1. In most countries it is only the government, through their central banks, who are permitted to issue currency.

2. But in Scotland three banks are still allowed to issue banknotes.

3. The first Scottish bank to do this was the Bank of Scotland.

4. When this bank was founded in 1695, Scots coinage was in short supply and of uncertain value, compared with English, Dutch, Flemish or French coin.

5. To face growth of trade it was deemed necessary to remedy this lack of an adequate currency.

Explanations:

1. In most countries it is only the government, through their central banks, who are permitted to issue currency.

This is the first text box because it provides background information that makes the rest of the information in the passage stand out as significant.

2. But in Scotland three banks are still allowed to issue banknotes.

This is the second text box because it introduces the subject of the passage. However, it is not the first sentence because “But” and “still allowed” signal that this sentence is referring to a restriction described in a previous sentence.

3. The first Scottish bank to do this was the Bank of Scotland.

This is the third text box because it gives an example of one of the three banks in Scotland mentioned in the sentence before. Also the phrase “to do this” refers to the phrase, “to issue banknotes” in the sentence before.

4. When this bank was founded in 1695, Scots coinage was in short supply and of uncertain value, compared with English, Dutch, Flemish or French coin.

This is the fourth text box because “this bank” refers to “the Back of Scotland” mentioned in the third sentence.

5. To face growth of trade it was deemed necessary to remedy this lack of an adequate currency.
This is the fifth text box because it concludes the paragraph by giving a reason why the Bank of Scotland issued its own currency.

Item 2

The text boxes in the left panel have been placed in a random order. Restore the original order by drawing a line from the text box on the left to the space provided on the right.

PTE Academic Reading Strategies: Re-order paragraphs

Item 2: Answer Key and Explanations

Correct Answer:

1. Markets may be good at encouraging innovation and following trends, but they were no good at ensuring social equality.

2. These markets had become rapidly dominated by powerful enterprises who were able to act in their own interests, against the interests of both workers and consumers.

3. There had already been some legislation to prevent such abuses – such as various Factory Acts to prevent the exploitation of child workers.

4. Mill was able to see an expanded role for the State in such legislation to protect us against powerful interests.

5. He was able to argue that the State was the only organ that was genuinely capable of responding to social needs and social interests, unlike markets.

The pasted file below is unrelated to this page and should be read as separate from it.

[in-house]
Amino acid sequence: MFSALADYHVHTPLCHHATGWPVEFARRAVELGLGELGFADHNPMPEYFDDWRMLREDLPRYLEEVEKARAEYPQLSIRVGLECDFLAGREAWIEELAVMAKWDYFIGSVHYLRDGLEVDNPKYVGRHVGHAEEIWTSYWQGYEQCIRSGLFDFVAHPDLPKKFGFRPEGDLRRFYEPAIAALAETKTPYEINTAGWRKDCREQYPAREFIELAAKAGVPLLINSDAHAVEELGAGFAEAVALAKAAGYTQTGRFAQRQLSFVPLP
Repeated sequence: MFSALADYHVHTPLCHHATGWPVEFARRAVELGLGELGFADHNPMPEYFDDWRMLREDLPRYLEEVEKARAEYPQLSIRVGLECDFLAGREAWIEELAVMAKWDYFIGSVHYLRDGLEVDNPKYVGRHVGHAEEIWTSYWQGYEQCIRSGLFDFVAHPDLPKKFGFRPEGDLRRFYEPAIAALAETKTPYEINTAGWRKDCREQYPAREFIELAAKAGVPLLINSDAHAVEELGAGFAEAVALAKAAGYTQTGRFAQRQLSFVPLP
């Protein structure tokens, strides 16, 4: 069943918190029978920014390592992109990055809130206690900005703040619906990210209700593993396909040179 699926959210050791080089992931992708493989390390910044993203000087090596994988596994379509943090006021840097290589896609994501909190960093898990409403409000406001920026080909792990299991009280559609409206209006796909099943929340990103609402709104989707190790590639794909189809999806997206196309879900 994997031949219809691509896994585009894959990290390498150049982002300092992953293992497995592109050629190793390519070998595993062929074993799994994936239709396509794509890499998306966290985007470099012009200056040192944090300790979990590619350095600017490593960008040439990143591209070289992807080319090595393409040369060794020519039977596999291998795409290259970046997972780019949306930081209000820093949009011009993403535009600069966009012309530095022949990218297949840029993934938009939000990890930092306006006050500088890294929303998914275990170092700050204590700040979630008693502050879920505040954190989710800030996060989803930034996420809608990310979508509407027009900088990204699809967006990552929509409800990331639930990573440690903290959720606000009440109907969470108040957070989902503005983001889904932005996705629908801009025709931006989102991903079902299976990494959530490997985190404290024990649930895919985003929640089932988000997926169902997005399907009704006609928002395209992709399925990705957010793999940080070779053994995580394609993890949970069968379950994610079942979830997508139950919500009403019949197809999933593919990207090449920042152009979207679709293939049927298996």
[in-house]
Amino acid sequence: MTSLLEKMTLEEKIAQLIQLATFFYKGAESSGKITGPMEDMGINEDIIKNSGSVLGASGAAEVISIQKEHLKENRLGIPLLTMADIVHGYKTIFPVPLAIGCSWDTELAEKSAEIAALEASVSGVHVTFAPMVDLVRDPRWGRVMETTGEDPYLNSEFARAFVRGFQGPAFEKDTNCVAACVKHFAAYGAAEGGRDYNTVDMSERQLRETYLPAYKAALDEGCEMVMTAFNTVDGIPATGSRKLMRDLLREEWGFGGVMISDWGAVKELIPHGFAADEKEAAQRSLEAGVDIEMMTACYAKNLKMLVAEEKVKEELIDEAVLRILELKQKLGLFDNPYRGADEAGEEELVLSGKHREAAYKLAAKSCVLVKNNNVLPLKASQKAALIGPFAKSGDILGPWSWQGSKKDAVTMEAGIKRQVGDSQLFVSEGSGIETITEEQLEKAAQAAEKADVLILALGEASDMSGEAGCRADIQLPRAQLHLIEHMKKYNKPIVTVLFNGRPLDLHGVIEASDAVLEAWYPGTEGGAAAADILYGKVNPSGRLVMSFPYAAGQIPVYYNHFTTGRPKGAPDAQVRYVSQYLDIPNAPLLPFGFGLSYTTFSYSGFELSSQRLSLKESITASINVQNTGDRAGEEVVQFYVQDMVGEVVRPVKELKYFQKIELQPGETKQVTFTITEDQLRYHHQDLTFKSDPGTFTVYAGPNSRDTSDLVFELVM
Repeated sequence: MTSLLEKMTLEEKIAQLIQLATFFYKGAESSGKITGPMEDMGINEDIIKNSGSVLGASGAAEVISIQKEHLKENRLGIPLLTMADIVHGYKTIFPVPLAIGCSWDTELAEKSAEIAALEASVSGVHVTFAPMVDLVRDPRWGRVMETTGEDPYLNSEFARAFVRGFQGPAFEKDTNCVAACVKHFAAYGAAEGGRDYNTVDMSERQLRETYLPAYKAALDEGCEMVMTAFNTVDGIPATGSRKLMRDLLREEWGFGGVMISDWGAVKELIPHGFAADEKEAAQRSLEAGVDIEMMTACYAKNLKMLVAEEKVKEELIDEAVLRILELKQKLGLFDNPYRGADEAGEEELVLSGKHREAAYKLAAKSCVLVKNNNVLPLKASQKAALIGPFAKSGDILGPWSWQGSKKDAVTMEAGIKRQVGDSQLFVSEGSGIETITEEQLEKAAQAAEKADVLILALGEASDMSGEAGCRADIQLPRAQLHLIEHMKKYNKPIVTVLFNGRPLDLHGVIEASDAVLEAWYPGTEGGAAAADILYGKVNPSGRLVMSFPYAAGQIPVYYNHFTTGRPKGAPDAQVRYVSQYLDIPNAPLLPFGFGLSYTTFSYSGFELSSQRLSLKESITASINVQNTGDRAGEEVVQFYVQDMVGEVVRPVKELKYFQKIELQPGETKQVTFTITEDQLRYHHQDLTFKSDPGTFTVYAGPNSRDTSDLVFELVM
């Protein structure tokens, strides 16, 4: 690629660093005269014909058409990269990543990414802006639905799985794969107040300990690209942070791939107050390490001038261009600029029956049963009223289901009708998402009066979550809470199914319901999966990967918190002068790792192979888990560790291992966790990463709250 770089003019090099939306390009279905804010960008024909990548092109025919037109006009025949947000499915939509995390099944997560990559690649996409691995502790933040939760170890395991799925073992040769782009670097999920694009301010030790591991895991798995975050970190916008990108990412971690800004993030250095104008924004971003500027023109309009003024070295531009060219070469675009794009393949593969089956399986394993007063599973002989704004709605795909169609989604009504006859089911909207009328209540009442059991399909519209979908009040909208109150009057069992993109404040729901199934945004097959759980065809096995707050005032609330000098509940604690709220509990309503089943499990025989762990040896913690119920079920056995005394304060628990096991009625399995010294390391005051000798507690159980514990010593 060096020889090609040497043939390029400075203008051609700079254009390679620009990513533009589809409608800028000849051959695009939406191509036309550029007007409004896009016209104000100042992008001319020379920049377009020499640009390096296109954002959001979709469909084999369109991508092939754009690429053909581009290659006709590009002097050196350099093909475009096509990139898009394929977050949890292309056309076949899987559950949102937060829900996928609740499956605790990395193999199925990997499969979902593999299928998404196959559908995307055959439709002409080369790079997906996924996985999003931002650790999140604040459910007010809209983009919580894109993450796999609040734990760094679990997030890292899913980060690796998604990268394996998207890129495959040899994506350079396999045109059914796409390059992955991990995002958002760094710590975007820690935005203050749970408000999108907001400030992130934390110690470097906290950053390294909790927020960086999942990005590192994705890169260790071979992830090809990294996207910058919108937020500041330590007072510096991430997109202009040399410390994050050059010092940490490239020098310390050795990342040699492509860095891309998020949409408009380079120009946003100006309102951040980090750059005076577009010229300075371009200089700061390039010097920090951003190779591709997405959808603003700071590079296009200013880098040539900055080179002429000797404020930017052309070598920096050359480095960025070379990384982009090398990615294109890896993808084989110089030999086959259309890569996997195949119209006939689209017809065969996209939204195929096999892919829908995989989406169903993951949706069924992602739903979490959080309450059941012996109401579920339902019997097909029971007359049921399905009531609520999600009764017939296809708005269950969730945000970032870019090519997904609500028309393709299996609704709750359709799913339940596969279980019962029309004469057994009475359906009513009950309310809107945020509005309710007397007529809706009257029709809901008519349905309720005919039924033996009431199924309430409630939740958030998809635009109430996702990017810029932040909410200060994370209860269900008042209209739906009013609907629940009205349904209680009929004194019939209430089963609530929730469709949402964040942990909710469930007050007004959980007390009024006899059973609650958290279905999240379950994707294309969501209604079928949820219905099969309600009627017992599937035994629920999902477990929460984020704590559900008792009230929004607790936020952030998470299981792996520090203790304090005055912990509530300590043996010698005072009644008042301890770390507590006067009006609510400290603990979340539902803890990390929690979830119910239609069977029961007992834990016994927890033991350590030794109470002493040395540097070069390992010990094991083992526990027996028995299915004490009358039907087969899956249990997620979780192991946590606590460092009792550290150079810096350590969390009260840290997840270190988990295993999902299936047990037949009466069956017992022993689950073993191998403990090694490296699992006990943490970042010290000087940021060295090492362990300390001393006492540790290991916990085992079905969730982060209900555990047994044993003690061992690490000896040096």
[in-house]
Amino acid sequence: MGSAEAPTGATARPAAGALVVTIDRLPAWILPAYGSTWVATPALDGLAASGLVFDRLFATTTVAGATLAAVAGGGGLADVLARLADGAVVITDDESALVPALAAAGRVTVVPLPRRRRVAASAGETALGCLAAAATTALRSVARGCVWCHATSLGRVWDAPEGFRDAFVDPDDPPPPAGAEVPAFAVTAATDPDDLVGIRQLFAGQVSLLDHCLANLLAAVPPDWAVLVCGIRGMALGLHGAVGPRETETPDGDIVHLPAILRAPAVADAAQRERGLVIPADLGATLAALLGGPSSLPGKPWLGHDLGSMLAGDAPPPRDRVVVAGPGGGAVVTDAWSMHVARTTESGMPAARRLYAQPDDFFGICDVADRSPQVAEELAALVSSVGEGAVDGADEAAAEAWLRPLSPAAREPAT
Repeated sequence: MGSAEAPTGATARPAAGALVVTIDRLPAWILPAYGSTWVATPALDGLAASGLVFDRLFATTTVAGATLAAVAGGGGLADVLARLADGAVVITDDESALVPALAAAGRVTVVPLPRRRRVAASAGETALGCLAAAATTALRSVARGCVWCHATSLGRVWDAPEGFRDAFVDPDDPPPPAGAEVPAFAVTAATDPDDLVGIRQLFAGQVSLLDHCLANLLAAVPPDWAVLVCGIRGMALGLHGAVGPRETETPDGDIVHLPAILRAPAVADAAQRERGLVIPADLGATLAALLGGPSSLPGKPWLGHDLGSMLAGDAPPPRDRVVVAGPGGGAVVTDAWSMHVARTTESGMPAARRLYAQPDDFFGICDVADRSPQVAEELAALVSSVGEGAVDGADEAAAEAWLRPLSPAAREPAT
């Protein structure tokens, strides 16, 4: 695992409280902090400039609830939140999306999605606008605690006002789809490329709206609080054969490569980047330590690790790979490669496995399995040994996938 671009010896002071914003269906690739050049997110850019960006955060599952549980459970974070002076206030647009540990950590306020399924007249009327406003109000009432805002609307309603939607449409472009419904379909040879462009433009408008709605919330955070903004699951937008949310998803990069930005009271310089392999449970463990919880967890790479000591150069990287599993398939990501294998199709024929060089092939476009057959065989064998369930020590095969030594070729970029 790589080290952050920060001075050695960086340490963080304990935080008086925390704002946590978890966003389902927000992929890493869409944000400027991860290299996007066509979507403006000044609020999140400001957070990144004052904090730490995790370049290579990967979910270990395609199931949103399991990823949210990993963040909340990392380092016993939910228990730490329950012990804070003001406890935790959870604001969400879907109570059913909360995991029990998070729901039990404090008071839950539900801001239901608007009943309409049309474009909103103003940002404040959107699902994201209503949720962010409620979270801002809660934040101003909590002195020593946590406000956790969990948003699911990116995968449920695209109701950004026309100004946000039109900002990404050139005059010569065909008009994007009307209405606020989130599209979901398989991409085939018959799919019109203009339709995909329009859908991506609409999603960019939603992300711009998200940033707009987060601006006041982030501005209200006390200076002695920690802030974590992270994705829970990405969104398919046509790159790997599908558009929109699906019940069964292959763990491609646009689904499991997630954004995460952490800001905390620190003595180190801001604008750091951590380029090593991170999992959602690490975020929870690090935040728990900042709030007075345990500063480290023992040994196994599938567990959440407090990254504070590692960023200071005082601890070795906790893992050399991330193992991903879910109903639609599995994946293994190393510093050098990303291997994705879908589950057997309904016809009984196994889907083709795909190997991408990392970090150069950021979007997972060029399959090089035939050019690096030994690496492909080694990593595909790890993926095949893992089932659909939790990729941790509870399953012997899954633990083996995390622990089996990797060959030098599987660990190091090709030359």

Explanations:
1. Markets may be good at encouraging innovation and following trends, but they were no good at ensuring social equality.

This is the first text box because it introduces the topic of the paragraph. All of the other text boxes contain clues that they refer to a sentence before.

2. These markets had become rapidly dominated by powerful enterprises who were able to act in their own interests, against the interests of both workers and consumers.

This is the second text box because the sentence in it begins with “These markets” which is a sign that a sentence about markets came before it.

3. There had already been some legislation to prevent such abuses – such as various Factory Acts to prevent the exploitation of child workers.

This is the third text box because it discusses government response to the situation described in the text box before. The phrase “such abuses” refers to the previous sentence’s mention of enterprises acting against the interests of workers.

4. Mill was able to see an expanded role for the State in such legislation to protect us against powerful interests.

This is the fourth text box because it contains the phrase “such legislation” which refers to the “Factory Acts” in the sentence before.

5. He was able to argue that the State was the only organ that was genuinely capable of responding to social needs and social interests, unlike markets.

This is the fifth text box because it concludes the paragraph by providing a solution to the problem raised in the first sentence. Additionally, “He” could only refer to “Mill”, which is in the previous text box, since “Mill” is the only proper name of a person used in the paragraph.

You can watch this video to learn more:

PTE Academic Reading Strategies: Re-order paragraphs